From 1851: Macaroni Au Gratin

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Have you ever eaten or smelled something that immediately reminded you of something you’ve done before – like a sensory déjà vu, if you will? That’s what happened when I ate this macaroni au gratin, which is just a fancy name for macaroni and cheese! As soon as I took a bite, I knew I’d tasted it before – the creamy, saltiness of the parmesan; the way its cheesy cream sauce coated every noodle; the warm touch of the nutmeg… traditional gratins have a touch of nutmeg – don’t be afraid! And, then, as I closed my eyes, my other senses filled in the blanks. I could feel heat. I was sitting in the sun. I could hear people all around, and then a cuckoo clock. A cuckoo clock? You know where I tasted this dish before? It tastes EXACTLY like the Nudel Gratin from Germany at EPCOT! I love food and how it has the power to harness the senses and tap into memories!

So, this recipe is one of the most fascinating I’ve seen. For starters, it has a date on it. It was published in a book that came out in 1855, but since it has a specific date, let’s credit it to 1851. Second, I had to become a bit of a sleuth to make it properly. In 1851, cooks didn’t have measuring cups and spoons, so ingredients were measured by weight. I had to look up conversion charts and kind of eyeball weight measurements in some cases! And third, it comes with its own story. Right at the top of the recipe, you can see a message printed – a message whose meaning time has certainly erased: “From the girl, affected with Strabism, of the Cafe d’Europe in Naples 1851 to Geo. W. Chapman.” But, we can try to figure out what that means… Let’s give it a go! To the internet!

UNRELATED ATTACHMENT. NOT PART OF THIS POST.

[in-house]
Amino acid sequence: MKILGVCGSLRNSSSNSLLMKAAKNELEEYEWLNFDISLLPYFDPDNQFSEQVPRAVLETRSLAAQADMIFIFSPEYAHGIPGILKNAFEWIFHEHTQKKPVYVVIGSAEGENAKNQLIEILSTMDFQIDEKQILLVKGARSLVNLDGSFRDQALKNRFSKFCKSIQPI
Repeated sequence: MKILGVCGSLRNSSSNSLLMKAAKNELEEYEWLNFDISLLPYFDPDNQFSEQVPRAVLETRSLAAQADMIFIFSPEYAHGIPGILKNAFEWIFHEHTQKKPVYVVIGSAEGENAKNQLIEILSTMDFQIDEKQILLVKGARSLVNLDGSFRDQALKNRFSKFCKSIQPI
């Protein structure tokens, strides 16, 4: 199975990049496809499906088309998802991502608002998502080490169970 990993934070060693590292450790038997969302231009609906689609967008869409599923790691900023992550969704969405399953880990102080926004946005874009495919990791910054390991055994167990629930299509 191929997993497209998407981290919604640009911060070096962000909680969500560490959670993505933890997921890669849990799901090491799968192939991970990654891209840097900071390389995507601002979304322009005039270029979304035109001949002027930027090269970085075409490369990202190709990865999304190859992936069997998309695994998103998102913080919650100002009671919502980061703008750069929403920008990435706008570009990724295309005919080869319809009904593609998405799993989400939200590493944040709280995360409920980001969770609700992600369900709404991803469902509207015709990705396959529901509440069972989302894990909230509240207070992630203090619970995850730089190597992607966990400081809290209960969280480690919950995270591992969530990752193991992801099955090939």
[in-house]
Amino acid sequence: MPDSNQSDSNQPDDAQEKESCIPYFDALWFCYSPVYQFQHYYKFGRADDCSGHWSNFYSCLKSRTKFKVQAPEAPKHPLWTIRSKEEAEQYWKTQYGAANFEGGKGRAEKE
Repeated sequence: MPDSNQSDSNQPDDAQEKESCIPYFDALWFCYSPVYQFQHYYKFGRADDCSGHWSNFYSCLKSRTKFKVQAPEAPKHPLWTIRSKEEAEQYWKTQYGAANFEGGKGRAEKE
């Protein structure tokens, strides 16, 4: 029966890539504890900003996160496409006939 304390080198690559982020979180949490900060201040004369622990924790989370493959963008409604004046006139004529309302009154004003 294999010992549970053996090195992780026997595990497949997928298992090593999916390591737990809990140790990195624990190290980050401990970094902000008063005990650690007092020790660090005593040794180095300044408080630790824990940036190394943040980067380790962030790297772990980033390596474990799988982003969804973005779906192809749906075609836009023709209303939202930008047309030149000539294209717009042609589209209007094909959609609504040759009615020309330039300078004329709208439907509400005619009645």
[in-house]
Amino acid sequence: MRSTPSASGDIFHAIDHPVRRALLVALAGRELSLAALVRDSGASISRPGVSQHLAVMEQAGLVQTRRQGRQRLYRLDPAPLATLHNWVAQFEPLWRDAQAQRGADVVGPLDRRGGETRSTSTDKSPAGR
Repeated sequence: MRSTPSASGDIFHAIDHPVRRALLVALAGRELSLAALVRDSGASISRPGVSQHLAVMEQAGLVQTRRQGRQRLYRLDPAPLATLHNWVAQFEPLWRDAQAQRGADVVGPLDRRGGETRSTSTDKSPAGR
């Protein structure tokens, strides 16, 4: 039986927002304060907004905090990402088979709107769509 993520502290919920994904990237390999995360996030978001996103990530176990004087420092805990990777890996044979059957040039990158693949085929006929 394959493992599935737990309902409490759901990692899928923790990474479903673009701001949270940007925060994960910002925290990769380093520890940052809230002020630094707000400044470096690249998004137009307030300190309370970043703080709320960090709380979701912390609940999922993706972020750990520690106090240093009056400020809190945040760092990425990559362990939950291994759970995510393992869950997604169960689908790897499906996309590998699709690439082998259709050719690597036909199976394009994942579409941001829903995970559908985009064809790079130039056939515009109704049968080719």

So, first, the book was written by Debbie Coleman. Who was she? I typed a number of variations of “Debbie Coleman” and “Cook Book” and “1855” into Google search, and finally, I came up with a link to Lancaster County, PA’s historical society, which has a recorded collection called the Coleman Papers. (Side note: Thank you Lancaster County for doing the work you’ve done to catalog your collection and make its information available online! Support your local historical societies, folks!) Now, we can go further. Within the collection, I see in a number of places the name “Debbie Brown Coleman” and references to her cookbook. And, you know what? On the cover of Cook Book, we see the initials D.B.C. I think we have a match!

So, Debbie Coleman was wealthy. The Coleman Papers tell us that. She married G. Dawson Coleman from Philadelphia, who was the heir to an iron business and went on to be a Pennsylvania senator, and she wrote a lot of letters talking about her travels and doings. When she was home, she took on her civic responsibilities, too, and she was involved in her church. So, between traveling and being at the center of her city at the church, it’s no wonder she opted to pull together recipes from everyone she knew and met to write a cookbook.